DARPA Gremlins advance reusable drone technology, North Carolina plans UAS workshops for public safety agencies, Seaglider underwater drones set to explore Antarctic ice shelves, fuel cell propulsion systems will be integrated into the ScanEagle, and medical package delivery drones are successful in Africa.
The U.S. Defense Advanced Research Projects Agency (DARPA) Gremlins program envisions small, reusable drones that can be launched from a C-130 inflight to surveil or attack targets as much as 300 miles away. The Gremlins then return to their flying airbase and are flown back to home base where there are prepared for their next mission.
In Phase 2, DARPA will review Gremlin prototypes from Dynetics and General Atomics. In Phase 3 DARPA will select one of the two prototypes for a “full-scale technology demonstration system” that will be test-flown in 2019.
The North Carolina Department of Transportation is planning free UAS/Drone workshops for public safety agencies. The purpose of the workshops is to educate agencies on the safe and beneficial uses of drones, provide updates on the latest federal and state regulations, and provide best practices for safe operations and data management. The Operating Unmanned Aircraft Systems (UAS) in North Carolina web page contains a downloadable 47-page safety guide [PDF] and an online knowledge test.
The University of Washington in Seattle is planning to use seven underwater robots to explore an Antarctic ice shelf. Three Seaglider self-propelled drones “swim” by adjusting their buoyancy and using mechanic “wings.” The Seaglider Fabrication Center, a division of the School of Oceanography in the College of the Environment, provides Deepgliders™, Seagliders™, operator training, and glider refurbishment. Under a license agreement with Kongsberg Underwater Technologies, Inc. (KUTI), the University can only produce Seagliders for customers inside the University of Washington.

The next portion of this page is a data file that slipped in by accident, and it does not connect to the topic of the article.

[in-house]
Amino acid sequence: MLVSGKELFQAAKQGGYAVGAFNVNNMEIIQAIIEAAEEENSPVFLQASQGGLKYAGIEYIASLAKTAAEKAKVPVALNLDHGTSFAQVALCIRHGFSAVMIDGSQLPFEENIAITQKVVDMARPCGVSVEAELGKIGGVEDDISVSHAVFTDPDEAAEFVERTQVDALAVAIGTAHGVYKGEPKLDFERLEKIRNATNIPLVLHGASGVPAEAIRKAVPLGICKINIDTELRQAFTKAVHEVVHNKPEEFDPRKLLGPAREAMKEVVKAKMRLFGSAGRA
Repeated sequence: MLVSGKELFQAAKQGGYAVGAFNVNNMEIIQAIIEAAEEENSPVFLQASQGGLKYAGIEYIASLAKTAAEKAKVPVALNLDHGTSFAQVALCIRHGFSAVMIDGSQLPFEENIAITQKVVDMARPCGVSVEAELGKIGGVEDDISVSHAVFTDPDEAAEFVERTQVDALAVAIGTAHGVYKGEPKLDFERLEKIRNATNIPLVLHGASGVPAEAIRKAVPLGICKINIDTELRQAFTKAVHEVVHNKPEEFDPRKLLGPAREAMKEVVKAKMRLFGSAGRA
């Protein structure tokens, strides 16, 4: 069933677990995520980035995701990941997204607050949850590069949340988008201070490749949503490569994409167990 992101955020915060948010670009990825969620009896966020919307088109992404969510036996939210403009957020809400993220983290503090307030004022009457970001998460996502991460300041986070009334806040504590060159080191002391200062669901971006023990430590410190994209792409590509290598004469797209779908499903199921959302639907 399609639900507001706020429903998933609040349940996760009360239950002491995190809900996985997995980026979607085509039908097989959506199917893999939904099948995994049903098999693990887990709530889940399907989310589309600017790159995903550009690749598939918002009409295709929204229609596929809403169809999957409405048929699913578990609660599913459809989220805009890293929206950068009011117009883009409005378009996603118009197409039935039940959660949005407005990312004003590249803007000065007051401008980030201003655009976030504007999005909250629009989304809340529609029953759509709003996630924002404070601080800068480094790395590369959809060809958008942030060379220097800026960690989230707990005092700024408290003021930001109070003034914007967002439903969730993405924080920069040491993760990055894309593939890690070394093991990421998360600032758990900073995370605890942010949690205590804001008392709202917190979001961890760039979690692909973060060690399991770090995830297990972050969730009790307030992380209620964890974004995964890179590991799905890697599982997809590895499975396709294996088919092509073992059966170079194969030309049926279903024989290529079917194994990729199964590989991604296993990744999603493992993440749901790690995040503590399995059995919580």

Earth Under Water is a 45 minute National Geographic program that looks at the worldwide rise in sea levels.
Maybe. The Aviation Acorn treads a bit into the realm of The Onion.
Ballard Power Systems is working with Insitu to develop a next-generation fuel cell propulsion system for the ScanEagle UAS. The 1.3-kilowatt system for small unmanned fixed-wing and vertical-take-off-and-landing (VTOL) drones will be integrated into the ScanEagle platform.
As an update to our report in Episode 146 about medical package delivery in Rwanda, we see that the Rwandan health ministry has delivered more than 5,500 units of blood over the past year using Zipline drones. Delivery times to remote regions of Rwanda have been cut from four hours to an average of half an hour. Now Zipline plans to launch what it claims is the world’s largest drone delivery network, working with the government of Tanzania.
UAV Video of the Week
This video shows how medical package deliveries with Zipline drones save lives in Rwanda.